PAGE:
COMMENTS AND RESPONSES

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1 
michaelxaviermaelstrom 4/23/2007 2:06:17 AM
A Neuromancer book review in 2007? You just made my millennium 'mate. (when in bloody Wintermute's name are they going to make a movie out of this masterpiece?) (^Raise-Finger-to-comment - Ed) no Ed, Johnny Mnemonic was Gibson short story based and although the Wachowski's admitted they inverted Neuromancer to make The Matrix, it also doesn't count, as it's in effect a "homage") (v-Lower finger - Ed) Welcome to The Sprawl fan-club Pat! (hands Pat membership card - chrome-tinted hologram-protected of course, some microfiche laminate, mirrorshades and a deck - Ed) There is no late'osity with Neuromancer fandom, there are only new visionary inductees. To date Gibson's depicted world has STILL not come entirely to pass, but we can see bits of it already and we all know we're heading there. Although a few authors/artists might pre-date certain elements found in Gibson's work (Vernor Vinge's "True Names", Blade Runner, Tron) Gibson forte' aside from his verbiage and uber-writing capacity is how he takes the present and raises it to the power of 2 or 3. And that's why imo he had/has a praeternatural sense of where we're all heading. If I seem overtly-enthusiastic here it's because Neuromancer classifies as my single favorite SF novel of all time. Intellectually one might be inclined to pause and submit an Asimov vs Bradbury vs Clarke vs Heinlein entry for top SF novel, however based on the number of variant copies of Neuromancer that I have in my possession, and on how often I go back to it to re-read it, Neuromancer wins, hand's down. I find both COUNT ZERO and MONA LISA OVERDRIVE satisfying, though not quite as equally (and I preferred Mona Lisa Overdrive to Count Zero for reasons that would require an extensive review to recount) But over-all, a fantastic journey from beginning to end. Personally in terms of bound Gibson works I'd place Gibson's BURNING CHROME (short-story collection -Ed) en par with Neuromancer. In terms of multiple-copy dog-eared water-logged value, in terms of the poetic kick to the cerebral cortex, it's probably the second most consumed book in my house, next to Neuromancer. -mXm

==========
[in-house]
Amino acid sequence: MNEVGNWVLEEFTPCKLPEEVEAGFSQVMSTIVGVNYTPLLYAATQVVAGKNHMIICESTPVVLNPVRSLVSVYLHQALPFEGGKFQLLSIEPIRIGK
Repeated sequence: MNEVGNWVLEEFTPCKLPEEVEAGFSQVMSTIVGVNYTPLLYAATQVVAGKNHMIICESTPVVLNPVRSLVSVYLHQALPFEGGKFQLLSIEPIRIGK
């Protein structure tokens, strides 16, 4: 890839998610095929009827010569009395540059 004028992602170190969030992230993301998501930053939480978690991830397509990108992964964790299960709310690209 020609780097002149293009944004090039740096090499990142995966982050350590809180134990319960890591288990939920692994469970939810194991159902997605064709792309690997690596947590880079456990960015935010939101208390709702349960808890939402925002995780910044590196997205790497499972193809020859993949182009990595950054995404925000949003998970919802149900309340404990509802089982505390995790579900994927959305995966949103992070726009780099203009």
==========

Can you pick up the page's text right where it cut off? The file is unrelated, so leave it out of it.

Halfluck1 4/23/2007 4:55:03 AM
This is a tremendously important book not just for the genre, but for creating the internet and advanced technologies now. Written on a manual typewriter in the early '80s, Gibson created the phrase "cyberspace," and that has made all the difference. I don't know if a Neuromancer film could work in all honesty. Too many illiterate teenagers would see it as ripping off The Matrix.
MrKeith 4/23/2007 11:58:02 AM
I started reading this awhile ago, but had to put it down because the prose seemed so passive. That, or maybe I've just not been in the right mindset for it. I'll have to give it another shot. So, we'll see... I do like reading about versions of the future that were written in the past. Everytime I read the word "arcade", all I could think of was how my niece and nephew will look at those like we look at the 5 cent nickelodeans. Also, the "video rental store" will seem quant.
MrKeith 4/23/2007 12:04:49 PM
I started reading this awhile ago, but had to put it down because the prose seemed so passive. That, or maybe I've just not been in the right mindset for it. I'll have to give it another shot. So, we'll see... I do like reading about versions of the future that were written in the past. Everytime I read the word "arcade", all I could think of was how my niece and nephew will look at those like we look at the 5 cent nickelodeans. Also, the "video rental store" will seem quant.